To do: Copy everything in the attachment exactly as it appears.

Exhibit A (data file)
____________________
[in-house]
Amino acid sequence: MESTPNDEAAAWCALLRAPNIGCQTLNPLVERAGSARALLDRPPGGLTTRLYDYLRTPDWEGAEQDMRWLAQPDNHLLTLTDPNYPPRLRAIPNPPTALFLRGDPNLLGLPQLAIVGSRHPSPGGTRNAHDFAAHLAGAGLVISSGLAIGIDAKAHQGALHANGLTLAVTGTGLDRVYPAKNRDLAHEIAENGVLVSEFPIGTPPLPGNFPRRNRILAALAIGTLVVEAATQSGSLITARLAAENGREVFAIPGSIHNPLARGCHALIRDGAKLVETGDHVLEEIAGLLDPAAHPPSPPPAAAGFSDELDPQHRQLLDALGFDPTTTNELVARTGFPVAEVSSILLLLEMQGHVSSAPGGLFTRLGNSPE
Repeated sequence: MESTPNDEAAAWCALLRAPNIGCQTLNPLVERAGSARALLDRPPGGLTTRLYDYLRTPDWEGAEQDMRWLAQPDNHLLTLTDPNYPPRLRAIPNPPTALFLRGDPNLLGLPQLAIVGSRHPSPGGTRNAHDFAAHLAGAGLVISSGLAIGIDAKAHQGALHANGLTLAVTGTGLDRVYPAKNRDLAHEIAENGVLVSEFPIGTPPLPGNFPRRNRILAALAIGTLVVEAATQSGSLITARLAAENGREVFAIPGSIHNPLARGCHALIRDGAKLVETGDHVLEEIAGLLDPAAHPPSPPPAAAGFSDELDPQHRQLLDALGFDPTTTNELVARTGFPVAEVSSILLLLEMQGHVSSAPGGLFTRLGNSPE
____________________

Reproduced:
[in-house]
Amino acid sequence: MESTPNDEAAAWCALLRAPNIGCQTLNPLVERAGSARALLDRPPGGLTTRLYDYLRTPDWEGAEQDMRWLAQPDNHLLTLTDPNYPPRLRAIPNPPTALFLRGDPNLLGLPQLAIVGSRHPSPGGTRNAHDFAAHLAGAGLVISSGLAIGIDAKAHQGALHANGLTLAVTGTGLDRVYPAKNRDLAHEIAENGVLVSEFPIGTPPLPGNFPRRNRILAALAIGTLVVEAATQSGSLITARLAAENGREVFAIPGSIHNPLARGCHALIRDGAKLVETGDHVLEEIAGLLDPAAHPPSPPPAAAGFSDELDPQHRQLLDALGFDPTTTNELVARTGFPVAEVSSILLLLEMQGHVSSAPGGLFTRLGNSPE
Repeated sequence: MESTPNDEAAAWCALLRAPNIGCQTLNPLVERAGSARALLDRPPGGLTTRLYDYLRTPDWEGAEQDMRWLAQPDNHLLTLTDPNYPPRLRAIPNPPTALFLRGDPNLLGLPQLAIVGSRHPSPGGTRNAHDFAAHLAGAGLVISSGLAIGIDAKAHQGALHANGLTLAVTGTGLDRVYPAKNRDLAHEIAENGVLVSEFPIGTPPLPGNFPRRNRILAALAIGTLVVEAATQSGSLITARLAAENGREVFAIPGSIHNPLARGCHALIRDGAKLVETGDHVLEEIAGLLDPAAHPPSPPPAAAGFSDELDPQHRQLLDALGFDPTTTNELVARTGFPVAEVSSILLLLEMQGHVSSAPGGLFTRLGNSPE